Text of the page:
Employees at Japan’s Tsukuba Express issued a formal apology after one of their trains departed 20 seconds ahead of schedule. Members of Japan’s Metropolitan Intercity Railway say crewmembers didn’t “sufficiently check the departure time” and expressed regret for anyone who missed this train to Tokyo. While Japan takes great pride in its punctual train system, this 20-second apology is a first for the East Asian nation.
Facts Behind Tsukuba Express’s Apology And Japan’s Pride in Punctuality
In the company’s formal apology, managers say the No. 5255 Tsukuba Express train bound for Tokyo’s Akihabara district arrived at Chiba’s Minami-Nagareyama Station on time at 9:43:4 0 AM. Apparently, the crewmembers were overzealous to get this train on the move and decided to close the train’s doors at 9:44:20 AM. According to the official timetable, however, the conductor should have left the station at 9:44:40 AM. Although nobody complained about this early departure, the management team at Tsukuba Express “sincerely [apologized] as:
“The event occurred as soon as possible. We sincerely apologize for the inconvenience caused to you by our customers.”
In case you were wondering, the Central Japan Railway Company estimates that they have an average annual delay of 0.9 minutes per operational train. If you couldn’t already tell, the Japanese take being on time very seriously. Only a handful of other nations (e.g., Germany and Switzerland) come close to Japan’s high standards for punctuality. Despite the island nation’s reputation for on-time departures, this 20-second apology might seem a bit excessive even for the Japanese. Most Tokyo residents give trains at least one minute before considering them officially too early or too late.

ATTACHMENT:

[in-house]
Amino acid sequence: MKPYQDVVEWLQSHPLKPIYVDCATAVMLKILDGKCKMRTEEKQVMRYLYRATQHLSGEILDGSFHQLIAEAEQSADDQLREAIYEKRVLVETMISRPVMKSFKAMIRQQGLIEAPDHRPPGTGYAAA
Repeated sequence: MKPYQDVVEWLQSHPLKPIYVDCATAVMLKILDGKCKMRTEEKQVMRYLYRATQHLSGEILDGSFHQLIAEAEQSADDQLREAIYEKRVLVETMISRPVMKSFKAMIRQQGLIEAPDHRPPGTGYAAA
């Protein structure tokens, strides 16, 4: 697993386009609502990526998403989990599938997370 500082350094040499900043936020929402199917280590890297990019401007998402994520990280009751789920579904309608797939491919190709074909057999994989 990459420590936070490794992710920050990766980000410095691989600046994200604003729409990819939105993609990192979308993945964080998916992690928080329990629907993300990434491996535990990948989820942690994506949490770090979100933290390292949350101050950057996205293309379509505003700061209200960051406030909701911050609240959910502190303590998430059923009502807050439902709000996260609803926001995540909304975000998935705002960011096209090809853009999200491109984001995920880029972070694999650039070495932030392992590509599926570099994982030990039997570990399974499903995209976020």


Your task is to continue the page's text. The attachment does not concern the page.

Tokyo Conductors More Vigilant After 20 Second Apology
Ignoring this 20-second glitch, Tokyo transportation officials expect everything to continue running smoothly in Japan’s train system. Tsukuba Express trains should arrive every four minutes at the 20 stops between the northern city of Tsukuba and the eastern Tokyo district of Akihabara. It usually takes 45 minutes to get from Tsukuba into Tokyo. Founded in 2005, the Tsukuba Express train can travel at high speeds of 81 miles per hour and transports at least 230,000 people every day.